Tag: Orthodox Christianity

  • The Church and the Cross

    The following article is a series I wrote during the early months of the blog. I think it worth reprinting (surely people aren’t going back to read everything I’ve written). It is also available in the “Pages” section of the blog. If you’ve read it before I hope you enjoy rereading it – if not,…

  • Worship at His Footstool

    Sunday, the third in Lent, is set aside to honor the Venerable and Life-Giving Cross. I offer these thoughts: In a short work, The Beginning of the Day, (I believe it was a special printing and not generally available), Met. Kallistos Ware notes this about the Cross and its connection with the whole of creation: …[The] created…

  • Knowing the Truth

    This Sunday in the Orthodox Church commemorates St. Gregory Palamas. His work represents the triumph of reality over theory – of true knowledge of God versus scholasticism. This is an article written in 2008, following my pilgrimage to the Holy Land. +++ From the book, The Enlargement of the Heart, by Archimandrite Zacharias: For Elder Sophrony…

  • The Christian Crisis

    Any student of Church history should be well aware that there has been no century in which the Christian faith was safe, untroubled and not in crisis. To a certain extent, the Cross will always bring Christians into crisis. However, these are some thoughts on the present and some aspects of the crisis in which…

  • Smashing Icons

    The first Sunday of Great Lent, on the Orthodox calendar, is set aside to remember the restoration of icons to the Churches during the reign of the holy Empress Theodora (9th century). It commemorates as well the gift of the entirety of the Orthodox faith. I offer these thoughts in honor of the day. The…

  • Do Something

    My recent post, The God Who Is No God, spoke of Christianity as a set of practices. This is a crucial understanding – a requirement for a living faith. It requires that we ask the question of the rich young ruler, “What must I do to inherit eternal life?” Oddly, he did not ask, “What…

  • The God Who Is No God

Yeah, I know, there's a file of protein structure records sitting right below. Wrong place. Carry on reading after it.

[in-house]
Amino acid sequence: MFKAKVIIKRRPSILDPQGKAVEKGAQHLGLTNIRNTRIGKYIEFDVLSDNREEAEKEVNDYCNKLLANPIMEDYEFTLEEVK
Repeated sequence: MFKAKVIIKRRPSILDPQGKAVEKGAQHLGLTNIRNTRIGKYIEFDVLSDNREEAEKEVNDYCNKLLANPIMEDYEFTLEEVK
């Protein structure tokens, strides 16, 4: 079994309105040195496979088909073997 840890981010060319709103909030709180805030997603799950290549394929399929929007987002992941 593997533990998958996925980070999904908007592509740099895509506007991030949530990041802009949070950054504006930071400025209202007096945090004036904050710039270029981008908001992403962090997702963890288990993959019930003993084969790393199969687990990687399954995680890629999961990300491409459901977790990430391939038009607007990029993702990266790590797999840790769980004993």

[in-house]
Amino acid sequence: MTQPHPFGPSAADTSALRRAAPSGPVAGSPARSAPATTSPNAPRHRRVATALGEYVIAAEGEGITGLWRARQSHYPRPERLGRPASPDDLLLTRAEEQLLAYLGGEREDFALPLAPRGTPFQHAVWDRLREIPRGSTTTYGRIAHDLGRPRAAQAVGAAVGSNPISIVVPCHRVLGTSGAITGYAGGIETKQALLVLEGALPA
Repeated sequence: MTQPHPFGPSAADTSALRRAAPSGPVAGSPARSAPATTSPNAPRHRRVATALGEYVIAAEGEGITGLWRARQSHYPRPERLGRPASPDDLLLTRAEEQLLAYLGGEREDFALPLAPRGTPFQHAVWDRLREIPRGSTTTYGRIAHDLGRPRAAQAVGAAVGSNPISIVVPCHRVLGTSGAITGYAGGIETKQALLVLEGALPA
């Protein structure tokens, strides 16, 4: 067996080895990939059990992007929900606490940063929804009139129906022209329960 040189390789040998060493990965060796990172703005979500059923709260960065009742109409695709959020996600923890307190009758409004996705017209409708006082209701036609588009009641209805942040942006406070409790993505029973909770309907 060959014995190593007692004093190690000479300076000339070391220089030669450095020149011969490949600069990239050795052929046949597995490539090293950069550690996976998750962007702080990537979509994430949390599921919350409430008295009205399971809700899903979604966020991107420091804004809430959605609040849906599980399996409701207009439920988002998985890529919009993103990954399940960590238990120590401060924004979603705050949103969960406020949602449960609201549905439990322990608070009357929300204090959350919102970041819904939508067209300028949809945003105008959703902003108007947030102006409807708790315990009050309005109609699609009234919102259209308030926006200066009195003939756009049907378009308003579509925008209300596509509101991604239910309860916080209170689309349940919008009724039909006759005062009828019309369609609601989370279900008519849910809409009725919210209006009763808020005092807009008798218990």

A God who remains generalized and reduced to ideology is no God at all. Only the daily encounter with the living God, with all the messiness it entails, can rise to the name Christian. Everywhere Present: Christianity in a One-Storey Universe  _____________ Belief in a true and living God is a very difficult thing, fraught…

  • The Sacrament of Mercy

    There are many things that Christians think about that have been spiritualized out of existence. Our secular culture tends to grant two kinds of realities: the first is the reality of solid objects – or things we treat as solid objects. The second is the reality of thought and imagination. Of course, we do not…

  • The Audacity of Mercy – St. Isaac the Syrian

    St. Isaac stretches love and mercy to it’s farthest limits, occasionally beyond the bounds of canonical understanding. He remains a saint of the Church and his words are very important to hear. +++ Let yourself be persecuted, but do not persecute others. Be crucified, but do not crucify others. Be slandered, but do not slander…

  • Where the Gospel Begins

    Where does the Gospel begin – how do we tell the story of Christ? This question may seem too obvious to require an answer. However, it is increasingly relevant in what some describe as a “post-Christian” era. This reality came home to me years ago, during the first year of my ordained ministry. A woman…


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